When SUMPRODUCT evaluates the jumps=6 criteria it returns an array of TRUE’s and FALSE’S. In Excel a TRUE = 1 and FALSE = 0. The multiplication before the argument *(jumps=6) coerces the series of TRUE’s and FALSE’s into 1′s and 0′s.

      The multiplication does the same as the double unary in this formula –ISERROR(SEARCH(“Rens”, solarSystem)))

      More on array formulas here.

      I hope that helps.

      Kind regards,

      Mynda.

    • Carlo Estopia says

      Hi Sorin,

      Please send your file to HELP DESK so we can understand what you are trying to do.

      My apologies I wasn’t thinking of a SEARCH function when I said you can use equal(=) and asterisk(*) to simulate a LIKE function in
      programmming. Anyways, SEARCH function don’t need asterisk or any wildcard character like a question mark(?) for it to function as it does.
      It’s like a ‘LIKE’ function only within a TEXT.

      On this note, I am confused. Why would you want to simulate an “E*” wildcard search?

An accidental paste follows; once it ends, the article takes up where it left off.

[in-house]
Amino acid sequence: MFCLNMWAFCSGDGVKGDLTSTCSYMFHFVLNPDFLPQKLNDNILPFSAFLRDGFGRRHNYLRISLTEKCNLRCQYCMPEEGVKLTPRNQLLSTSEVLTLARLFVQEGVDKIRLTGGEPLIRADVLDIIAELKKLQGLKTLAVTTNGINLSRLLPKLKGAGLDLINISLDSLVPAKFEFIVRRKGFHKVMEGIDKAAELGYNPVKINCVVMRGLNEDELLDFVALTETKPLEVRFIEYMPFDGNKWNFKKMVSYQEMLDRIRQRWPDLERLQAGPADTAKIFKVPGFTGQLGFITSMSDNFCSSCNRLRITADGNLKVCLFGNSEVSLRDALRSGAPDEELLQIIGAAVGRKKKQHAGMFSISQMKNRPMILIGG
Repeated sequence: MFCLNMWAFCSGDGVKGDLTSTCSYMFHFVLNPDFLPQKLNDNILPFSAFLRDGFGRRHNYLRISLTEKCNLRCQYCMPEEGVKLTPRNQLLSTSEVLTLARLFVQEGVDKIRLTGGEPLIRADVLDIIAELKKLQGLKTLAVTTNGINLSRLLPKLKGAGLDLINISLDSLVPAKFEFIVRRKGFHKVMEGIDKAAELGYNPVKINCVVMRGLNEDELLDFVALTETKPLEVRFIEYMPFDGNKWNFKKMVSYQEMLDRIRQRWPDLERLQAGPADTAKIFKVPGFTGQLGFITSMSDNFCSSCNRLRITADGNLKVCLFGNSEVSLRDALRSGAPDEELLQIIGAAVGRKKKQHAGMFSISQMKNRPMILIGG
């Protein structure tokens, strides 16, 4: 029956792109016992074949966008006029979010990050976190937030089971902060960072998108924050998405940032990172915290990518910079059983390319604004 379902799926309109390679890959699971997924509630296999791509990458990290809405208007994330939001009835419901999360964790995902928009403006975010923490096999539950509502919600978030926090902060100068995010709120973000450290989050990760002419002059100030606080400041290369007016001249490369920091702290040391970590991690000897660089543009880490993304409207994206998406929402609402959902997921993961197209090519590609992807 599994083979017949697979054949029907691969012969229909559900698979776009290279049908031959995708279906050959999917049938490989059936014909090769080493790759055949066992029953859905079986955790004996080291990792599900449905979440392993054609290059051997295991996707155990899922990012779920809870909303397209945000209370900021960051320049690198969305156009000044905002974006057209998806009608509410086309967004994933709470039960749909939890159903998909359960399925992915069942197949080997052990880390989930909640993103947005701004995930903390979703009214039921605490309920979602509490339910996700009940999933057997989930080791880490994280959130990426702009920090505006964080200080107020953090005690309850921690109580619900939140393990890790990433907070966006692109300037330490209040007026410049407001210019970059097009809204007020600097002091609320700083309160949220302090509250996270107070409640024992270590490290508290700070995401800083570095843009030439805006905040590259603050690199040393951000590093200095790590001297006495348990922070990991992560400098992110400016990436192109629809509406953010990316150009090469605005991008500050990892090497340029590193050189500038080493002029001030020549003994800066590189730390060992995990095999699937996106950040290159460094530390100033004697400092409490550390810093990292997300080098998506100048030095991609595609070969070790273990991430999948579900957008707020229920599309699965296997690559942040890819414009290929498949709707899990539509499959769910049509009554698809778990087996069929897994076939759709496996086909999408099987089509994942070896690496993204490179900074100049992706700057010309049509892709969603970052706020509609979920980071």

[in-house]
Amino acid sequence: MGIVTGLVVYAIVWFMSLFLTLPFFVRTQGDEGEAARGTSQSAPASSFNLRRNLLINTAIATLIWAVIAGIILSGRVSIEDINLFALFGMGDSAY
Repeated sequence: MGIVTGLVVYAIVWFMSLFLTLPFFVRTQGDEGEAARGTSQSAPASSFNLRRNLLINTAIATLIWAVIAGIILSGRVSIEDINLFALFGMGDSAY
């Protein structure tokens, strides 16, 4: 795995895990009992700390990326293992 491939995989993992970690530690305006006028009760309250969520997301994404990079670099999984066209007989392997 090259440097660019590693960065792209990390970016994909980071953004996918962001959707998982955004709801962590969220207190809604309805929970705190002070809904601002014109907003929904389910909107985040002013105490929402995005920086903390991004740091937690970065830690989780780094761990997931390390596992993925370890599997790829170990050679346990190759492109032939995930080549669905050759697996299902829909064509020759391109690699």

Are you trying to validate whether a word begins with a letter E?
      You could just use LEFT(Word,1)= “E”.

      perhaps a formula like this:

       =SUMPRODUCT((Volume)*(LEFT(solarSystem,1)="E")*(jumps=6)) 

      Anyway, I’m still not quite sure as to what you really want here. So might as well
      send your file through HELP DESK.

      Sincerely,

      CarloE

      • Sorin says

        Hi Mynda,
        Thank you very much for explanations. This explain a lot. :-)

        Yes Carlo, it is very simple your solution, but some times we don’t find a easiest solutions.
        I post the solution I was find, not best solution. Thank you for support.

        Best regards,
        Sorin

  13. Sorin says

    Hi Minda,
    Very nice and very useful.
    Thank you very much for explication and for all hard work.

    I wonder how can I implement a condition “like”. It is possible?
    For example: =SUMPRODUCT((Volume)*(solarSystem like “E*”)*(jumps=6))

    I discover another useful criteria; if you wont to skip some records: